Forum for Science, Industry and Business

Sponsored by:     3M 
Search our Site:

 

Astrophysicists discover a quasar that acts as a cosmic lens

21.07.2010
The EPFL's Laboratory of Astrophysics has for the first time observed a quasar that is located between the earth and a more distant galaxy and acts as a gravitational lens

A quasar acting as a gravitational lens has now been observed for the first time. This discovery, made by the EPFL's Laboratory of Astrophysics in cooperation with Caltech, represents an advance in the field, since it will allow scientists to weigh and measure a galaxy that contains a quasar. The news is published today in the journal Astronomy & Astrophysics.

Gravitational lenses are common throughout the universe. They are caused by massive objects such as stars or galaxies that bend rays of light passing nearby. If these objects are between the earth and a more distant light source, the light will therefore be brighter and easier to observe, but also very distorted. If the alignment of the various stellar bodies is almost perfect, the image of the source will be multiplied.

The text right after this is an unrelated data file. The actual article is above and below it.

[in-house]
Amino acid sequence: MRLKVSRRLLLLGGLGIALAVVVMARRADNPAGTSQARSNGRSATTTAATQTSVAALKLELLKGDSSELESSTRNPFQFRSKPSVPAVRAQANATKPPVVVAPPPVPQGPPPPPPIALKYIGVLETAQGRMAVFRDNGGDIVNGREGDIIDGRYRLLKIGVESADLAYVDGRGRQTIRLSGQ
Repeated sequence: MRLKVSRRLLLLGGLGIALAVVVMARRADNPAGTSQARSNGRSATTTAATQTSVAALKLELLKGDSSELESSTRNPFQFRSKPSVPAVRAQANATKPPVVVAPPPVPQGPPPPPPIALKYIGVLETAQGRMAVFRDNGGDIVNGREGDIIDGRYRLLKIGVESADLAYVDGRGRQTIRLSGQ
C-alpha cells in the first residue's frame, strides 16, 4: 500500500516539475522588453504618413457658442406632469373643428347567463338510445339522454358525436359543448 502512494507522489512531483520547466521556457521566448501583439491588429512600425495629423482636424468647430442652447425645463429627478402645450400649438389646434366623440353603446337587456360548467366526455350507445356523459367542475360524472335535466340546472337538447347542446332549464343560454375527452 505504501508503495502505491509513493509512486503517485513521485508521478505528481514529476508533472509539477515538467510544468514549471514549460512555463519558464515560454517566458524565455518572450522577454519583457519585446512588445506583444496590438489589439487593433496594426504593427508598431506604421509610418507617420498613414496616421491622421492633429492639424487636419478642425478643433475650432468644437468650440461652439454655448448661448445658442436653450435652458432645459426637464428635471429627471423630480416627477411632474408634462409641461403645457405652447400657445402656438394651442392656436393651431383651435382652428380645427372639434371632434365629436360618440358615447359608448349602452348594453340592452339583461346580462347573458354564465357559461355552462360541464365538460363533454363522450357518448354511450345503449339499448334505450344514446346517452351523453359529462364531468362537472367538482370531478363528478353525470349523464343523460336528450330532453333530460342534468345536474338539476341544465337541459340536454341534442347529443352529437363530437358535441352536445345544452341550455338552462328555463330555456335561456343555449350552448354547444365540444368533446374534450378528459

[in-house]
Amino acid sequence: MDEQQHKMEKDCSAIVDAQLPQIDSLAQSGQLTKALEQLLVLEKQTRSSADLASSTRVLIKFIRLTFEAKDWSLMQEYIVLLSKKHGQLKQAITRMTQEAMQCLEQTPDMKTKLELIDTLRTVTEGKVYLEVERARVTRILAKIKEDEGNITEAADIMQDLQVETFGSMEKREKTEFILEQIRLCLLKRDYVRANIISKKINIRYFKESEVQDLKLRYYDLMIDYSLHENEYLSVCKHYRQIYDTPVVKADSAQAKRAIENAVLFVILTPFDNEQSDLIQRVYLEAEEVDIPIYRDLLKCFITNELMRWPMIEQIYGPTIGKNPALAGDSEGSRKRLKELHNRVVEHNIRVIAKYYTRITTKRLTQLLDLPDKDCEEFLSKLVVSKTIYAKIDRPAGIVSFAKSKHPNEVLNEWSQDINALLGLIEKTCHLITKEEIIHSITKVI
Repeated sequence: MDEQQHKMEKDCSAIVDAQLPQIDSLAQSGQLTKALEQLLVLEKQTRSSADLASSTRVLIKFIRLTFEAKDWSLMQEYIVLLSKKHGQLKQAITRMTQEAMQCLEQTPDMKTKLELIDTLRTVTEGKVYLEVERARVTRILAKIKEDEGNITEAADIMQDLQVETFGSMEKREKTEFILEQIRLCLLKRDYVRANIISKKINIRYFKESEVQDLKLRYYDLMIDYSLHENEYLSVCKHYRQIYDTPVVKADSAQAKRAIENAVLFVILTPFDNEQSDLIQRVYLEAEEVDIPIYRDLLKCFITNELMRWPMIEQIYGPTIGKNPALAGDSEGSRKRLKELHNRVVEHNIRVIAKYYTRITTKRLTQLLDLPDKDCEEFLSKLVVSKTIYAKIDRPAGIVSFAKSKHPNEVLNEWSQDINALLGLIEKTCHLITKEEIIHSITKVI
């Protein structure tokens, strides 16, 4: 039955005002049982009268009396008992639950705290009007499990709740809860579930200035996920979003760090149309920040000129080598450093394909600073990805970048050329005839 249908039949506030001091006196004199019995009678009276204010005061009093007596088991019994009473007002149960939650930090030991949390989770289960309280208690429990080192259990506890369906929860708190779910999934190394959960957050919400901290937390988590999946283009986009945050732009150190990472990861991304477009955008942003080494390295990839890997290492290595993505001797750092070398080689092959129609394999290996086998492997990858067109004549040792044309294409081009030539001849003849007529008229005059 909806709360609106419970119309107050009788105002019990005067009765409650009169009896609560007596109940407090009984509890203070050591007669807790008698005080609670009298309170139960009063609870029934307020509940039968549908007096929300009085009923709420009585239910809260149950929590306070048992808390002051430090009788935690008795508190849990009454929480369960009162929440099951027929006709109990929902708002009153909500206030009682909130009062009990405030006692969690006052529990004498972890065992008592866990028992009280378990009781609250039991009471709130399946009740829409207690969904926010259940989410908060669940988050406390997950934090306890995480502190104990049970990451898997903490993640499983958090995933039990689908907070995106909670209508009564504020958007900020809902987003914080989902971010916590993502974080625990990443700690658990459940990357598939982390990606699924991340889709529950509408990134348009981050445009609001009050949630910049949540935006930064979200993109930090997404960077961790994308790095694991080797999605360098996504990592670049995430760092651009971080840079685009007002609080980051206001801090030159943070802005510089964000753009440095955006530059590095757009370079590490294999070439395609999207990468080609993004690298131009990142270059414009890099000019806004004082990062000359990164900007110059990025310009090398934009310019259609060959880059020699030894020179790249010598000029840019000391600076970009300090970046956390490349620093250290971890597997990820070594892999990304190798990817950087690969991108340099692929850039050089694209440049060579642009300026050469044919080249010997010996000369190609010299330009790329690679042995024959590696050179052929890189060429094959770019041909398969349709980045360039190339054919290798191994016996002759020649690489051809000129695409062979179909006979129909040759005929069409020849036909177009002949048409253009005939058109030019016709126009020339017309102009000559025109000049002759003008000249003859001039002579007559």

The lens phenomenon is not only an interesting result of Einstein's theory of general relativity; it has also been a valuable astrophysical tool with important applications in the search for extrasolar planets and the study of stars, galaxies, clusters of galaxies and quasars. For example, the nature of the distortion, the number of images of the most distant objects and their position in the sky provide essential information about the distribution of matter in the lens galaxy and allow a measurement of its total matter, including dark matter, to be made.